I had had a previous taste of the White-Out, the playoff tradition the Coyotes inherited from the original Winnipeg Jets franchise, from my previous exposure to playoff games in Arizona. It certainly makes for a cool visual, even if a sizable contingent of black-clad Kings fans showed up to disrupt the aesthetic somewhat. (When my wife and I sat down, a Coyotes fan behind us immediately asked if he could have the white T-shirt draped across my seat, since I clearly had no need for it.)

The Kings, of course, spoiled the fun by winning all three games in Glendale to take the series in five games. To my delight, they would go on to win the Stanley Cup. Meanwhile, that Western Conference final appearance remains to this day the farthest the Coyotes franchise has ever advanced in the playoffs.

The Coyotes spent almost 20 years playing at Jobing.com Arena, later renamed Gila River Arena. I made a few more visits over the years for games and was always amused by how the game atmosphere seemed to cater to the snowbirds visiting Arizona as well as the Coyotes’ opponents.

For example, there was a time when Canadian favorite Tim Hortons had a small stand in the arena, which I always made a point to stop at for some Timbits and a hot cocoa.

But the arena’s location in the western suburbs of Phoenix, far from the affluent cities of Scottsdale, Mesa and Chandler in the East Valley, seemed to always be a crutch for the Coyotes. Eventually, a dispute over unpaid taxes led to an acrimonious parting between the team and city, and the Coyotes left for a substandard situation.

View of the ice at Mullett Arena in Tempe, Arizona

Mullett Arena: The Coyotes’ last resort

Leaving Glendale in the rearview mirror, the Coyotes set up shop for the 2022-23 NHL season at Mullett Arena, a 5,000-seat arena on the Arizona State University campus.

Newly built for the Sun Devils’ burgeoning Division I ice hockey program, the building was perfectly suited for the college atmosphere but woefully inadequate for the highest level of the pro game. Questions immediately followed about whether the Coyotes’ days in the Valley of the Sun were numbered.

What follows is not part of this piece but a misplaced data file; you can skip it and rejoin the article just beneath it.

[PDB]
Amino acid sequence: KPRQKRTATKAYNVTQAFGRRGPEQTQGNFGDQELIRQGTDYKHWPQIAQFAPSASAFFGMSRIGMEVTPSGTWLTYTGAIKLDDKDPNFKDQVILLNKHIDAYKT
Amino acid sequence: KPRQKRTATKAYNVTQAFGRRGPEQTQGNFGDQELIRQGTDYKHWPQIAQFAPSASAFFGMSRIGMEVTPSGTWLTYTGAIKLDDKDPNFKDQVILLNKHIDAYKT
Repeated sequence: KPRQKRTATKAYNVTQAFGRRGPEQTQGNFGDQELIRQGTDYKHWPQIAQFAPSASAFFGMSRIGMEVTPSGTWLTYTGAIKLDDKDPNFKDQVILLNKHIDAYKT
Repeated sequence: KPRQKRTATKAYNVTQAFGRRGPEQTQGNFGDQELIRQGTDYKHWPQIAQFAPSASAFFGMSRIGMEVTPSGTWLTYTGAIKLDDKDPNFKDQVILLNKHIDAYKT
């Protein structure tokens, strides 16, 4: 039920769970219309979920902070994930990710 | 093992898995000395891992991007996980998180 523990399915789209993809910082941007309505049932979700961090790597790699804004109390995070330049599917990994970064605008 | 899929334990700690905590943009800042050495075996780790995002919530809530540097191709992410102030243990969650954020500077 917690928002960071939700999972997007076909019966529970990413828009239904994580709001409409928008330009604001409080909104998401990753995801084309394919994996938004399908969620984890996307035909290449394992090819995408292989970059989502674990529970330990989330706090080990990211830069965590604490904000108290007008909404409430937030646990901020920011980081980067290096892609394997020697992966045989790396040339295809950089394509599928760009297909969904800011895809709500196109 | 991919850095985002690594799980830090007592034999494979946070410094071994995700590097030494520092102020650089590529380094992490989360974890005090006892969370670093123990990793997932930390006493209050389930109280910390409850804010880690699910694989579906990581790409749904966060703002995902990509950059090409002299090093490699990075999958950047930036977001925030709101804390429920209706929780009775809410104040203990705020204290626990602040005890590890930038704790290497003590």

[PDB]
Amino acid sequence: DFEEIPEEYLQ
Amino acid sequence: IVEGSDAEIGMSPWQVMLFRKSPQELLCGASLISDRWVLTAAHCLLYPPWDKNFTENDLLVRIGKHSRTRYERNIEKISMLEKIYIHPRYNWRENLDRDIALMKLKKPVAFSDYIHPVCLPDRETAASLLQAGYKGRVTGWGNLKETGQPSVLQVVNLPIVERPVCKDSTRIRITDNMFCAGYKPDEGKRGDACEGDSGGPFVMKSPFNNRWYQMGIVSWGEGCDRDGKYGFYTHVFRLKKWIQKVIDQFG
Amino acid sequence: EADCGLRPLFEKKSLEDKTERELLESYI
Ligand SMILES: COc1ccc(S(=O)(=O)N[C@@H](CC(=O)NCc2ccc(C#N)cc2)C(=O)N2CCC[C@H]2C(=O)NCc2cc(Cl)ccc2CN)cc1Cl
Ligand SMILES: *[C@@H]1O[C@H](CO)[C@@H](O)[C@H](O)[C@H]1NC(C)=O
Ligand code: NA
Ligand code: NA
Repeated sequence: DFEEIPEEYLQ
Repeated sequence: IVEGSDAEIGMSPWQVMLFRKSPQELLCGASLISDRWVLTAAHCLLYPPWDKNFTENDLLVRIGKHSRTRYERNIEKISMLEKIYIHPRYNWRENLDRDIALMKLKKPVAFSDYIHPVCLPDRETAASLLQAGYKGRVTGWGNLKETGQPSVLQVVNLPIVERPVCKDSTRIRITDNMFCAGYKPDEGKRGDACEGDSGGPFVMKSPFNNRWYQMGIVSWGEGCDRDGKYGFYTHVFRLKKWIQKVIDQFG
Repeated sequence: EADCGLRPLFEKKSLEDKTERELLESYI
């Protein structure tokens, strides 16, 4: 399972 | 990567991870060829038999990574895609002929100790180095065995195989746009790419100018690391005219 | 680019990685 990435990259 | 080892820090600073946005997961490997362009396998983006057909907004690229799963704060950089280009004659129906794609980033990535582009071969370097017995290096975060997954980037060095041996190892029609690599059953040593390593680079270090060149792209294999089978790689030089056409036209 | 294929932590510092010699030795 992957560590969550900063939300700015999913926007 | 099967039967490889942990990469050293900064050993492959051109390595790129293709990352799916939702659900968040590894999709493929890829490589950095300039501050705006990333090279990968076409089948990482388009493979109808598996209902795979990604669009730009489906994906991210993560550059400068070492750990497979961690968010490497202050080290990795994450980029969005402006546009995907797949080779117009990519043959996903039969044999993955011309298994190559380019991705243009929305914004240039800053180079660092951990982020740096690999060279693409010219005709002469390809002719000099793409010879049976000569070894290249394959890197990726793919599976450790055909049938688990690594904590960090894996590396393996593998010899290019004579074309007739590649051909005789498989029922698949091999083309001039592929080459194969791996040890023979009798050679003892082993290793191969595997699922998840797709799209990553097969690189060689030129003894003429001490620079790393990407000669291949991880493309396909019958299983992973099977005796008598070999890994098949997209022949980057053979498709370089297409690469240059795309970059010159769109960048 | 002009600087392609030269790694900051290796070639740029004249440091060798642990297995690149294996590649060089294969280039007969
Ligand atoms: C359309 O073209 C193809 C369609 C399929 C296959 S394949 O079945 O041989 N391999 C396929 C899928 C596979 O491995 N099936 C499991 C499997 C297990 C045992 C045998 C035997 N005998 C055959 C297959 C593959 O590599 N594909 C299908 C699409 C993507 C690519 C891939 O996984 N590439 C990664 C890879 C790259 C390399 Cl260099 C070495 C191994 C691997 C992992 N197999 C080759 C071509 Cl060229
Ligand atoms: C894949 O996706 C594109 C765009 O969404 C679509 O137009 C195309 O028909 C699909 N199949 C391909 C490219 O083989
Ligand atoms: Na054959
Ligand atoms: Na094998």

While playing in such a small barn was undoubtedly a bad look for the Coyotes, I admittedly was intrigued by what kind of atmosphere I’d see there. So for the Kings’ first visit in the 2022-23 season, I made the trip to see for myself.

My first impression, of course, was clouded by the fact that it was a pretty expensive endeavor. The intimate venue meant that no seat in the regular seating bowl was more than about 20 rows for the ice, and all of those tickets were being sold at premium prices.

I bought seats at the end of the ice where the visiting team shoots twice, which was meant to be student seating at Arizona State games and thus was bleacher-style. But other than having no seat back, the experience itself was quite nice. A spirited mix of Coyotes and Kings fans took in the game, won by the home team in overtime.

The newness of the facility also stood out, with a fairly roomy concourse and brand-name food options that I wouldn’t have expected to see in such a small venue. The intimacy enhanced the game experience as well, as there was an easily accessible section on the event level in which fans could watch the Coyotes walk from their dressing room to the ice.

Still, this unique setup wasn’t meant to last. And when the Coyotes’ initiative to get a new arena built in Tempe failed at the ballot box in the spring of 2023, it appeared the franchise’s eventual departure would be a foregone conclusion.

As it turned out, the team’s commitment to give Mullett Arena another go this past season just delayed the inevitable. Still, the Coyotes’ relocation to Utah and desertion of what they had built in Arizona seemed to come together very quickly, leaving the fan base with little time to put together one last emotional farewell for the team’s final home game — one that included a final white-out.

With the relocation now official, we’re left to ponder the potential of the NHL’s new market in Utah, but we’re also left with memories of the Coyotes’ star-crossed Arizona tenure and a palpable sense of what could’ve been.

But for what it’s worth, I thoroughly enjoyed the experience of watching hockey in the desert, and I know many other NHL fans did as well.